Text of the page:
# Find the radius of curvature of a particle

1. Aug 17, 2015

### PlickPlock

1. The problem statement, all variables and given/known data
A particle is moving on a path parameterized as such:
$$x(t)=a\sinωt \quad y(t)=b\cosωt$$
Find the radius of curvature ρ as a function of time. Give your answer in Cartesian coordinates.
2. Relevant equations

$$\frac{1} {Radius~of~curvature}=|\frac{de_t}{ds}|$$, where et is the unit tangent vector and s the path length.
3. The attempt at a solution
$$\frac{de_t}{ds}=\frac{de_t}{dt}\frac{dt}{ds}=\frac{1}{v}\frac{de_t}{dt}$$, where v is the speed.
$$\frac{de_t}{dt}=\frac{d}{dt}\frac{\vec v}{v}$$ so$$|\frac{de_t}{ds}|=\frac{1}{v^2}|{\vec a}|$$
Evaluating the derivative gives me $$\frac{\sqrt{a^2ω^4sin^2ωt+b^2ω^4cos^2ωt}}{a^2ω^2cos^2ωt+b^2ω^2sin^2ωt}$$ which is wrong. At which step did I make a mistake?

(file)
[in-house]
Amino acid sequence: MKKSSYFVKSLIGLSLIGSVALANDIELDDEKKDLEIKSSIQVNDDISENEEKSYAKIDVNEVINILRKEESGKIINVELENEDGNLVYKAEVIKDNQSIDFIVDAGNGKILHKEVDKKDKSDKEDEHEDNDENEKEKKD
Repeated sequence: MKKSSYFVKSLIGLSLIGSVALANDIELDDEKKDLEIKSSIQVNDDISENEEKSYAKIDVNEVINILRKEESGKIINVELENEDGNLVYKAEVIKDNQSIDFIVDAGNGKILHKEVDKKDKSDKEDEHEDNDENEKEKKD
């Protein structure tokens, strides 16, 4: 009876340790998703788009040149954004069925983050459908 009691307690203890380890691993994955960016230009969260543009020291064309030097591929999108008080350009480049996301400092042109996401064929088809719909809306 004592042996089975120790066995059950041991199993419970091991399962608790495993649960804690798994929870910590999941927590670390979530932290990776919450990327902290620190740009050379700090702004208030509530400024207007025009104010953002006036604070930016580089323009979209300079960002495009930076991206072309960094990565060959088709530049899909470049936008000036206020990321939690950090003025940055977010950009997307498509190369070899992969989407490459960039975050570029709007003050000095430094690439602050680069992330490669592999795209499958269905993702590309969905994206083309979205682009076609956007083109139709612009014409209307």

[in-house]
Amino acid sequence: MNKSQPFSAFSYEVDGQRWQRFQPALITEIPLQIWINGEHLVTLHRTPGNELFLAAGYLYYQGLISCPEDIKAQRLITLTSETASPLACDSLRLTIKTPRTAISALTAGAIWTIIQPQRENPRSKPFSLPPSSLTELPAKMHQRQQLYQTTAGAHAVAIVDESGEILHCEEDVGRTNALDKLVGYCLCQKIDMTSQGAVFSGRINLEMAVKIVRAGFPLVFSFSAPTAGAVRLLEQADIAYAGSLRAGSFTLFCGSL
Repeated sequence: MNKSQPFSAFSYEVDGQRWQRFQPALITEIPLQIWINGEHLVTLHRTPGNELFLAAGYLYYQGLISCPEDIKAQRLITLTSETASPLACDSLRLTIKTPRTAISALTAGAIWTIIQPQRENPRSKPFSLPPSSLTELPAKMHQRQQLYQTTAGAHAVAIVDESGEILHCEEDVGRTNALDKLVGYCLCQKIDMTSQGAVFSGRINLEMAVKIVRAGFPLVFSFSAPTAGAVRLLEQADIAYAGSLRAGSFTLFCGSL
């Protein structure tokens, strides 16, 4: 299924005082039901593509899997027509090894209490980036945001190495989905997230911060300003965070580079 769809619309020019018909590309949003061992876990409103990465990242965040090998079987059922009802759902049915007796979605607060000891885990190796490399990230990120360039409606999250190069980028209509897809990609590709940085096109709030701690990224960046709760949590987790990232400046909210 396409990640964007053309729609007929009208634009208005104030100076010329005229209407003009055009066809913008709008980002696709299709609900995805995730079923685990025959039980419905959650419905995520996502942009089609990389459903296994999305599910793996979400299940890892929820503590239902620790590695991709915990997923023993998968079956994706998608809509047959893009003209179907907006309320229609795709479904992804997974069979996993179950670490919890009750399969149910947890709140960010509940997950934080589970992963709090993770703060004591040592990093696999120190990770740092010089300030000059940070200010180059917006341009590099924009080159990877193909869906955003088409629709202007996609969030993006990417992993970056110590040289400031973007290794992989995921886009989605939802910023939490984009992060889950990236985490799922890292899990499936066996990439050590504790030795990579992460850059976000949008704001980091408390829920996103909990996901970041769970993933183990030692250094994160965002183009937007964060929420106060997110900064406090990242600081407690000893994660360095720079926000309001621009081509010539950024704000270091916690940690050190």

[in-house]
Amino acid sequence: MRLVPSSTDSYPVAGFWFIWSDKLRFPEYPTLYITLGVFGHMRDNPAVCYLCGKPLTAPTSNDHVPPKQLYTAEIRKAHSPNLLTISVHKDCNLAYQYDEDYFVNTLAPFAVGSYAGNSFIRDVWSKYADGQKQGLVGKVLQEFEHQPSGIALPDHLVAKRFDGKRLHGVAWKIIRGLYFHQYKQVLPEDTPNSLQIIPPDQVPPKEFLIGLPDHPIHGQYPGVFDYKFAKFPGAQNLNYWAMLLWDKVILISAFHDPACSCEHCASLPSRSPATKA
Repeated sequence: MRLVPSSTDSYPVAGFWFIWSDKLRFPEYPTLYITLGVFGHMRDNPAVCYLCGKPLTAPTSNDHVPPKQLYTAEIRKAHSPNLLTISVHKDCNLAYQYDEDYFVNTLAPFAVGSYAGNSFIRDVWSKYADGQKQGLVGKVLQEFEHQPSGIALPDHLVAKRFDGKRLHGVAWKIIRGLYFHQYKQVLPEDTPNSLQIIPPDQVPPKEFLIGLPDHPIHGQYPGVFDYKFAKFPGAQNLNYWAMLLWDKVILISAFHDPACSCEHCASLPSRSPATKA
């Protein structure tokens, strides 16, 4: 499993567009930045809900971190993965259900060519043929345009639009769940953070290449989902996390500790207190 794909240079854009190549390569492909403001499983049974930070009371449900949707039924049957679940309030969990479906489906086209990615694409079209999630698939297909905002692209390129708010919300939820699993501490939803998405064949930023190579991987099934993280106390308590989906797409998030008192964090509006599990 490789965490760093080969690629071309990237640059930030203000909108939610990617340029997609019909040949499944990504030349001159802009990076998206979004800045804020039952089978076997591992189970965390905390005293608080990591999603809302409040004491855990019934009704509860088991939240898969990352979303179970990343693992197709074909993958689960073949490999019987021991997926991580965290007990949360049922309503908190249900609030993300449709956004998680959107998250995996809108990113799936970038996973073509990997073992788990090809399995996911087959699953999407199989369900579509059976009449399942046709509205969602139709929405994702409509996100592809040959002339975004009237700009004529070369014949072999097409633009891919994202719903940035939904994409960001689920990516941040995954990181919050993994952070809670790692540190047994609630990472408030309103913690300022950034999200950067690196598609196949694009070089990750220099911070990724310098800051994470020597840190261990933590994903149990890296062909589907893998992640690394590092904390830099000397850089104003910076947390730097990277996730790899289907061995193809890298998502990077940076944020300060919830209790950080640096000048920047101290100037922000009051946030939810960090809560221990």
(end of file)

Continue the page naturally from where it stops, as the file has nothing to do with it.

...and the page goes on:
2. Aug 17, 2015

### SteamKing

Staff Emeritus

The osculating circle is given by these coordinates (parametrically):

https://en.wikipedia.org/wiki/Osculating_circle

3. Aug 17, 2015

### PlickPlock

Thanks; that formulation is much easier to work with.
As for the definition I used, it was illustrated using a circle. The full equation would be:
$$|\frac{de_Θ}{ds}|=\frac{1}{R}e_r$$
, where $$e_Θ \quad and \quad e_r$$ are the unit tangent vector and unit normal vector respectively.
What I gleaned from watching online tutorials is that the rate of change of the direction of motion w.r.t path length gives the curvature.